Monthly Archives: March 2022

Manningham’s new pet plan

HOW MANNINGHAM’S cats and dogs are managed over the next four years is in the final stages of review, with Council currently seeking community comment on its draft Domestic Animal Management Plan 2022–2025.
Local Councils in Victoria must develop a fresh Domestic Animal Management Plan (DAMP) every four years under the Domestic Animal Act 1994.
The plan exclusively manages cats and dogs; other animals and livestock are managed under different legislation, such as the Livestock Management Act 2010.
In June 2021, Manningham Council began developing its latest DAMP.
At that time, Warrandyte Diary contacted local animal advocacy group Friends of Manningham Dogs and Cats (FOMDAC) about what they would like to see in the 2022–2025 DAMP.

“FOMDAC would like to see cat curfews explored, especially in environmentally sensitive areas.
It is now rare to see dogs roaming in the streets, and we would like to see owners confine their cats to their own backyards.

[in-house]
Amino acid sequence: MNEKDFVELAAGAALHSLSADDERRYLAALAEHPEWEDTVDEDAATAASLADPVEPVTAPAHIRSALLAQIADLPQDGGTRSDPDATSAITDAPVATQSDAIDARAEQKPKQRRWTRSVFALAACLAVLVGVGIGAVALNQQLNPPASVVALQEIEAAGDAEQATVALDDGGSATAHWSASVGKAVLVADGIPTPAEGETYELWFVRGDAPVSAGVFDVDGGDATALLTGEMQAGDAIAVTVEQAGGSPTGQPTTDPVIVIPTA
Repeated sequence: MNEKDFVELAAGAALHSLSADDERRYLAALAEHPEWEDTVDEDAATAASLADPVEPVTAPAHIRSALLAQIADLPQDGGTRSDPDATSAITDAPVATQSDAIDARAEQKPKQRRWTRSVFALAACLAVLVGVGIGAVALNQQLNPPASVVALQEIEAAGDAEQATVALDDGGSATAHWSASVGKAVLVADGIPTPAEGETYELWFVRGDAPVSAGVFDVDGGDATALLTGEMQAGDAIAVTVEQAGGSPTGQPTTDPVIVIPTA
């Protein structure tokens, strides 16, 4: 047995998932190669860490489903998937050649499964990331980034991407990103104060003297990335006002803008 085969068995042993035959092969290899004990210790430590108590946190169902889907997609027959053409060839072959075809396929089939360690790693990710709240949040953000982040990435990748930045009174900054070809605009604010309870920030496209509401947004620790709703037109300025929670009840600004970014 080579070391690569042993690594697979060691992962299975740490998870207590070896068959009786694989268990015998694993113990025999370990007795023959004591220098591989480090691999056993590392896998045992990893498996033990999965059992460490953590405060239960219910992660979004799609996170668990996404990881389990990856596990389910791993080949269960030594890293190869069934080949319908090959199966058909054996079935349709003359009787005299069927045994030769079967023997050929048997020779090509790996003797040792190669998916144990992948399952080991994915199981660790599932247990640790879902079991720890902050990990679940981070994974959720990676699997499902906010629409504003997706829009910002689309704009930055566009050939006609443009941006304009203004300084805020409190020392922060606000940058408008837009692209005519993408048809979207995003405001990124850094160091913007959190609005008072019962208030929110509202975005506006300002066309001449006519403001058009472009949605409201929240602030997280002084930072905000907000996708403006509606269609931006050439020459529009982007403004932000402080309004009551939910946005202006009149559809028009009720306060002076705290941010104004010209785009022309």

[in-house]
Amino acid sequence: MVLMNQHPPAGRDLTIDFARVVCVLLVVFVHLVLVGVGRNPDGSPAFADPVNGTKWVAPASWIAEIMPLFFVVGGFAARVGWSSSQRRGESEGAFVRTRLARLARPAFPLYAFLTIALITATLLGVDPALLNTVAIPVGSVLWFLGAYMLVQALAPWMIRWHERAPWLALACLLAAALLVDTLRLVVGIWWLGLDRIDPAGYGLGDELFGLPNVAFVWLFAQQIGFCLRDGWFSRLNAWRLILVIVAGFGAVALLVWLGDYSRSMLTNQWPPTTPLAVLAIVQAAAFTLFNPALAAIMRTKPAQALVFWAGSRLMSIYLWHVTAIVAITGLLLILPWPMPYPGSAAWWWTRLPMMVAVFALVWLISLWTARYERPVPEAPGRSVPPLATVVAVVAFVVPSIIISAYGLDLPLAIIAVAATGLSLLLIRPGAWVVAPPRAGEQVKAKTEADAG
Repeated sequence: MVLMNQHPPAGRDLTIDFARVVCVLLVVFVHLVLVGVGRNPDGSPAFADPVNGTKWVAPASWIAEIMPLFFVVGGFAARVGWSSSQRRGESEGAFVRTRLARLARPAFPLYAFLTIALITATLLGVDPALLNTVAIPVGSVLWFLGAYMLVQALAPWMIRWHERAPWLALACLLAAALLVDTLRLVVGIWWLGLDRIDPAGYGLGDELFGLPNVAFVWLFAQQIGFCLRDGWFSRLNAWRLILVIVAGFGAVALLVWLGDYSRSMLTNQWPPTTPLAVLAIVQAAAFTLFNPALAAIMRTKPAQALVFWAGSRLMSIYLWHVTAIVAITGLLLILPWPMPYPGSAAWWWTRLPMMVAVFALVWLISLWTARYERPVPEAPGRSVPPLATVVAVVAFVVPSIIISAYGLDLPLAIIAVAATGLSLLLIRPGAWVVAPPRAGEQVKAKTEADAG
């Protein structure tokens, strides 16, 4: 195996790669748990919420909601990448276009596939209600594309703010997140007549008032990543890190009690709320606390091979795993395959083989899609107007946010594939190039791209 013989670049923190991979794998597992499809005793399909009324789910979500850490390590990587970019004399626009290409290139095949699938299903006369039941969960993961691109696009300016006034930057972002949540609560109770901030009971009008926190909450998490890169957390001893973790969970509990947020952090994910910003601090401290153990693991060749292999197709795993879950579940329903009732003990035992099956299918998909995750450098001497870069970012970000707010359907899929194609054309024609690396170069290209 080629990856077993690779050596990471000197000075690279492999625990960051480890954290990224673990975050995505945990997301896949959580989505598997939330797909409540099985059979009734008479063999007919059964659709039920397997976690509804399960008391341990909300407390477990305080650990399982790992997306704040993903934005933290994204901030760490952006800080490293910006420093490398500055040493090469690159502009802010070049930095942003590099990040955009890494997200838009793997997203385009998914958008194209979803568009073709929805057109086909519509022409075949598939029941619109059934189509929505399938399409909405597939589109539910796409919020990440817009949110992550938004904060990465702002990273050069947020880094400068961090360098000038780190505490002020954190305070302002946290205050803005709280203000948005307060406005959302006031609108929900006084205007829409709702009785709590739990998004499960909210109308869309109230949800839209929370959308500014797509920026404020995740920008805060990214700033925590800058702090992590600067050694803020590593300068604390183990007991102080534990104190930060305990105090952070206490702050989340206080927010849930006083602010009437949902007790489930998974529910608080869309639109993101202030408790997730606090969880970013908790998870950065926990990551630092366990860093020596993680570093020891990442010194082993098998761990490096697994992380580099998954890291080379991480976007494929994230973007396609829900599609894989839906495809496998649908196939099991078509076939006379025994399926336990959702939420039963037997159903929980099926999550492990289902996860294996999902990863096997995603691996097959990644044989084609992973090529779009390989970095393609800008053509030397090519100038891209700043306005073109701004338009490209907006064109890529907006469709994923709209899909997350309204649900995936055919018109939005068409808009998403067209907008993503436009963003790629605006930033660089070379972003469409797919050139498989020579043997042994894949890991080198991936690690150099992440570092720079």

It would be sensible for owners to keep their cats indoors/confined at night (we must protect our local flora and fauna).
We would like to see plans to safely assist residents in evacuating their animals in an emergency.”

In their statement, FOMDAC went on to talk about the need for more off-lead dog areas and better access to poo bins for dog owners.

“FOMDAC would also like to see more poo bins along walking trails.
Aranga Reserve has been a great success and a model which other councils have followed.
FOMDAC believes there is a need for more secure off-leash parks similar to Aranga.”

Talking points in the proposed DAMP include a 12-month pilot for a 24-hour cat curfew, a review of the number of dog waste bins, and investigations into fenced, dog off-leash areas east of the Mullum Mullum Creek.
The 29-page draft DAMP is available to read on Council’s Your Say website, which also includes a feedback form; anyone with a vested interest in the welfare of cats and dogs, in Manningham, over the next four years is encouraged to read the draft plan and supply any relevant feedback before April 12.